My role in Richard III reburial, by Oxford music academic | University of Oxford
Richard's remains were found on site of the former Greyfriars Friary Church in the Leicester in 2012
Richard's remains were found on site of the former Greyfriars Friary Church in the Leicester in 2012

University of Leicester

My role in Richard III reburial, by Oxford music academic

Matt Pickles

The remains of Richard III were reinterred at Leicester Cathedral today (26 March 2015).

Dr Alexandra Buckle, an expert in medieval music at Oxford University, has been on the Liturgy Committee for the Reinterment of King Richard III for nearly two years, after finding the only known manuscript to document what a medieval reburial service involved.

Over the last two years, Dr Buckle has been working on the context of medieval reburials, looking at why they happened, who organised them and who received them. She has managed to compile a long list of the great, the good and the not-so-good of the 1400s, involving most kings, dukes and earls.

She said: 'Medieval reburials were far more common than I envisaged. They happened for many reasons – this was an age of active warfare – many who fell in battle were buried cloe to where they fell, only to be moved by family members to a place with family associations 10-30 years later.

'Other reasons include political, status and, always, a desire to keep the dead in the memory of the living. Richard III was involved in two reburial ceremonies (for his father, Richard, duke of York and for Henry VI) so he would have not been unfamiliar with the medieval document of reburial I found, which dates from his life time.'

Dr Buckle's discovery has formed the basis for the ceremony in Leicester Cathedral.

She said: ' The manuscript I found in the British Library has really guided the process: the opening and closing prayers are taken from this, as well as much in between.

'The manuscript includes two unique prayers, not known to survive in any other liturgy, and these have become a real feature of the service.  They draw on passages in the bible which feature bones – the famous ‘dry bones’ passage from Ezekiel and the carrying of Joseph’s bones from Egypt to Canaan.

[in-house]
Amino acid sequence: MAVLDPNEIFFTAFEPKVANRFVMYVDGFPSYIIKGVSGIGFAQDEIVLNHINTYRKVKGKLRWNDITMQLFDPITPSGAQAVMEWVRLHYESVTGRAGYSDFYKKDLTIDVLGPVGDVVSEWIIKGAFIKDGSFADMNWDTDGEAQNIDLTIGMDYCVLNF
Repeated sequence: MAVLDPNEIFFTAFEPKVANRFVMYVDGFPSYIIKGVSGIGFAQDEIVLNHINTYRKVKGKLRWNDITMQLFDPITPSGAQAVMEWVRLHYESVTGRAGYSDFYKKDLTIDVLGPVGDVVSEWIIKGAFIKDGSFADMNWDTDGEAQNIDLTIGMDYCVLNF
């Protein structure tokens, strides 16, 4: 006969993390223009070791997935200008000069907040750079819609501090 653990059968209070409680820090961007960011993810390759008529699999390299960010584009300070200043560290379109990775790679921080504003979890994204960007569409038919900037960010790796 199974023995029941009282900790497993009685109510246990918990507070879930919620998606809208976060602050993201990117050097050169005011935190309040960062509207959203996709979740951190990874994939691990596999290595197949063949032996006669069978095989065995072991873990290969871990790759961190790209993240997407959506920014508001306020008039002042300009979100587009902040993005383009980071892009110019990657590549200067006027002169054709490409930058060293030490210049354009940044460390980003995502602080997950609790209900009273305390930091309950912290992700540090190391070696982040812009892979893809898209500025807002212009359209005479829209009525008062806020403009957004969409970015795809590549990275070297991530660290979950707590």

'The document has also influenced the music – although the medieval chant of this service will not be the only music heard, the same items of music will be used. For example, where the document asks for Psalm 150, the chant will not be used but a modern setting of this will be heard instead, in this case a setting, which has been revised for this occasion.

'The manuscript called for a lengthy service, running over two days so some of the material has had to be cut, namely the  prayers which draw heavily on the doctrine of Purgatory and are, therefore, not appropriate in a modern, Church of England service. In addition, some modern elements (such as hymns, commissions and The National Anthem) have had to be added to make this service intelligible to the congregation and those watching the broadcast at home but much remains from the medieval rite.'

Dr Buckle said the ceremony gives a dignity to Richard III's memory that would have been missing from his original burial.

'When I started work on this manuscript, I never envisaged it would influence a service of national importance and that some of the prayers I unearthed would end up in the mouth of The Archbishop of Canterbury. The team at Leicester have had a hard task but I think they have managed to blend the medieval and modern sensitively. Richard III’s funeral was notoriously plain and hasty: he did not have a coffin, his grave was too small and he only had the most basic of funerary masses. The overriding concern of the team at Leicester has been to bury Richard, this time around, with dignity and honour, and it has been very special to be involved with this process.'